Platts: August petrochemical prices rise 7% on production costs
Prices in the petrochemicals market rose 7% to US$1,262 per metric ton (/mt) in August, according to the just-released monthly average of the Platts Global Petrochemical Index (PGPI). This is up from the July average of US$1,175/mt, which marked a 6.4% increase from the prior month. Despite a second consecutive month of increase, petrochemicals prices in August continued to trade well below year-ago levels, down 10% from August 2011.
“Stronger oil and naphtha prices continue to put upward pressure on petrochemical prices,” said Jim Foster, Platts Senior Editor of Petrochemical Analytics. “That trend was most obvious in the olefins markets, with both ethylene and propylene seeing a climb in production costs due to higher naphtha prices.”
Along with the higher production costs for some products, there was also market anticipation of a demand increase for other petrochemicals, mostly aromatics, notes Platts. Renewed interested in styrene and polystyrene was expected to provide increased demand for benzene, which is a raw input for styrene. However, benzene was the only product in the PGPI to lose value in August, down 3% to US$1,245/mt.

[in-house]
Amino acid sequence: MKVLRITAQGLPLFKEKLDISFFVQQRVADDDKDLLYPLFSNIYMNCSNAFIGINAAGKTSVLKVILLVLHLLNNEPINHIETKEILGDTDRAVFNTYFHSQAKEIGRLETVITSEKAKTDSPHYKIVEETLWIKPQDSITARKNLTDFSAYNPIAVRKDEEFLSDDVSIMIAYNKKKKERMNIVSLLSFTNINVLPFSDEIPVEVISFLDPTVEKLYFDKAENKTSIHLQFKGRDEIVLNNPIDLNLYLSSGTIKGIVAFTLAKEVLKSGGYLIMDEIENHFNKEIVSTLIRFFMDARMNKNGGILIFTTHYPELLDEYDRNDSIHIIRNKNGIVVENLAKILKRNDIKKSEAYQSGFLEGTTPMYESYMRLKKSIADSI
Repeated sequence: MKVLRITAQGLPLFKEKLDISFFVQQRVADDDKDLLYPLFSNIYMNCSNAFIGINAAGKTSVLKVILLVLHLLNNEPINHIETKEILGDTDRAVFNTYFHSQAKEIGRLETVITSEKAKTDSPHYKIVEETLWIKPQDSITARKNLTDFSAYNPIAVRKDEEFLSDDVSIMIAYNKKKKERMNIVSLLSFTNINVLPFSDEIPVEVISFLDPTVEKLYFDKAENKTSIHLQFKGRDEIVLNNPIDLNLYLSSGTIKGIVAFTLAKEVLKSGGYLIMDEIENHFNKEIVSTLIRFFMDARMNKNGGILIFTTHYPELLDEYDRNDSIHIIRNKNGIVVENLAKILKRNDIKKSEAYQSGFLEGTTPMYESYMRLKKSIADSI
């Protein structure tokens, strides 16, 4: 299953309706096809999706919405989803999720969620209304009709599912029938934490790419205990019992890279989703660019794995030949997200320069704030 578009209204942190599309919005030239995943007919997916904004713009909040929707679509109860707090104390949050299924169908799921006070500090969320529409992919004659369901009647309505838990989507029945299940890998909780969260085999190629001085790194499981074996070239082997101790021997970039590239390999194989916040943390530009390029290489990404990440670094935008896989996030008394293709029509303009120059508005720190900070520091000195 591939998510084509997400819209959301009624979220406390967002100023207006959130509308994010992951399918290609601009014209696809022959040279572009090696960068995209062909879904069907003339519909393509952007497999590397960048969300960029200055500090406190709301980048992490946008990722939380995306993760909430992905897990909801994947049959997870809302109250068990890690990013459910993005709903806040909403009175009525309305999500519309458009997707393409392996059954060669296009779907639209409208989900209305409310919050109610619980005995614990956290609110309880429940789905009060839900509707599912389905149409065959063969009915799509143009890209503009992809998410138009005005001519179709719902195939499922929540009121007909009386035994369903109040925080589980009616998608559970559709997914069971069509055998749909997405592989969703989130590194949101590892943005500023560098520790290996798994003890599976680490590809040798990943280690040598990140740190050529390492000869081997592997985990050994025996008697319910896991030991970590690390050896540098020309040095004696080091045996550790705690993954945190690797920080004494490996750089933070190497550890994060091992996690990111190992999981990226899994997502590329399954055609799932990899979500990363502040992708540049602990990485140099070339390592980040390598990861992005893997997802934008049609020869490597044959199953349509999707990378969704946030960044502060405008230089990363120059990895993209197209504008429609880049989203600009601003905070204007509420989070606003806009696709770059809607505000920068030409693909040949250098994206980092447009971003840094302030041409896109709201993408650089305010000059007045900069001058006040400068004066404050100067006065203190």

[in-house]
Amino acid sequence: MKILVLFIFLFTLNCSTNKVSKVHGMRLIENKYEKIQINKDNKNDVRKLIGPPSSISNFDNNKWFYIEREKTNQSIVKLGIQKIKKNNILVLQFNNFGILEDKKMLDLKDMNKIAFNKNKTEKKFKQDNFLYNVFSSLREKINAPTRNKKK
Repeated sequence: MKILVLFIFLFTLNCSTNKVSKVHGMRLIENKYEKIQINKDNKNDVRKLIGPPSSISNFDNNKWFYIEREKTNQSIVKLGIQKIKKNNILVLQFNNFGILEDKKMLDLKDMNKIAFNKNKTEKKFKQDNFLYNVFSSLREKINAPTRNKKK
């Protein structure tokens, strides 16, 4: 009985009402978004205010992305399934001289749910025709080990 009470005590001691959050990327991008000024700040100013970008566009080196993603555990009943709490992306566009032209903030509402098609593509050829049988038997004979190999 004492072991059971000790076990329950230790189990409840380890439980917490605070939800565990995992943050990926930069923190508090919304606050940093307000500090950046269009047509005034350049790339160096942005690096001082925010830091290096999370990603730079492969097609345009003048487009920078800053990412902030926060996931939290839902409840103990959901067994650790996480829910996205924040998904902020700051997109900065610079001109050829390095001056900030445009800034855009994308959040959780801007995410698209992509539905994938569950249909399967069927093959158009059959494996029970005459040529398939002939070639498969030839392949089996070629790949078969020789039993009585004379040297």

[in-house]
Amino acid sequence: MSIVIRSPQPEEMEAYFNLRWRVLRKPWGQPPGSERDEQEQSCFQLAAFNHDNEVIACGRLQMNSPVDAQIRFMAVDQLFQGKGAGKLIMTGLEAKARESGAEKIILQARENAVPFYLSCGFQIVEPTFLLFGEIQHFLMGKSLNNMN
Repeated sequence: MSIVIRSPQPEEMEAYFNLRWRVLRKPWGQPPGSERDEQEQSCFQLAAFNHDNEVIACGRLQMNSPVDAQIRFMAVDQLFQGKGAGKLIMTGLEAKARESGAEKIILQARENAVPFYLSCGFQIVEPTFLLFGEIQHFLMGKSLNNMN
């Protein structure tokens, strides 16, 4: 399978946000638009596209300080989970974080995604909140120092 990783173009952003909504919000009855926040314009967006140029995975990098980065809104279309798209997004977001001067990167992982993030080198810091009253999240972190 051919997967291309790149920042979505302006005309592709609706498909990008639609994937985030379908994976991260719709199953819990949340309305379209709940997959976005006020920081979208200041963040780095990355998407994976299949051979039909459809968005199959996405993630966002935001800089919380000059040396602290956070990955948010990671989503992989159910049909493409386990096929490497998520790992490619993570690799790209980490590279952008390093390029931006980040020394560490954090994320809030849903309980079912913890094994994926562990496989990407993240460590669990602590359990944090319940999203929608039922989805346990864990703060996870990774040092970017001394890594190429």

Seasonally, market observers anticipate an increase in demand for paraxylene as garment manufacturers use more polyester ahead of the winter clothing season. Paraxylene can be converted into polyester. Six of the seven components of the PGPI rose in August. Ethylene had the largest gain, climbing 15% to US$1,228/mt.
PGPI is a benchmark basket of seven widely used petrochemicals, ethylene, propylene, benzene, toluene, paraxylene, low-density polyethylene (LDPE) and polypropylene as published by Platts and is weighted by the three regions of Asia, Europe and the US.
In addition to PGPI, Platts has launched a weekly physical market price assessment for styrene butadiene rubber (SBR) starting from September 7. It follow on the 2011 introduction of the research company’s first rubber assessment, the natural rubber index, known as Platts RBX.